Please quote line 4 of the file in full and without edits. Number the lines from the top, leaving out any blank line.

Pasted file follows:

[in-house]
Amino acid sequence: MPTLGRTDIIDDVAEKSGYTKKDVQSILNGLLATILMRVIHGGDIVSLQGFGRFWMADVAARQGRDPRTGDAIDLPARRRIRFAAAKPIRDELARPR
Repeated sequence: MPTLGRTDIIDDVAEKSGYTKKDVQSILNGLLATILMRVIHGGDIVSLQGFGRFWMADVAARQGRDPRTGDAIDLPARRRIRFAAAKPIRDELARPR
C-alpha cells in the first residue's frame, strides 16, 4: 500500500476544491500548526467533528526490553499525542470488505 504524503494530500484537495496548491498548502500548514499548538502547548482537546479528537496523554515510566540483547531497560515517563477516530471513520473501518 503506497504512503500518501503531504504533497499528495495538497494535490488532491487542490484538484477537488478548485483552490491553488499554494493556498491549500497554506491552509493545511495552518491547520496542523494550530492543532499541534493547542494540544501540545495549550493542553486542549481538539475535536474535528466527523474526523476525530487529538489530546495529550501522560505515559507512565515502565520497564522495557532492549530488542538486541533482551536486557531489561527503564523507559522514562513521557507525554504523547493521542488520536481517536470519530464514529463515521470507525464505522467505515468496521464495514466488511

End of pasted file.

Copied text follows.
C-alpha cells in the first residue's frame, strides 16, 4: 500500500476544491500548526467533528526490553499525542470488505 504524503494530500484537495496548491498548502500548514499548538502547548482537546479528537496523554515510566540483547531497560515517563477516530471513520473501518 503506497504512503500518501503531504504533497499528495495538497494535490488532491487542490484538484477537488478548485483552490491553488499554494493556498491549500497554506491552509493545511495552518491547520496542523494550530492543532499541534493547542494540544501540545495549550493542553486542549481538539475535536474535528466527523474526523476525530487529538489530546495529550501522560505515559507512565515502565520497564522495557532492549530488542538486541533482551536486557531489561527503564523507559522514562513521557507525554504523547493521542488520536481517536470519530464514529463515521470507525464505522467505515468496521464495514466488511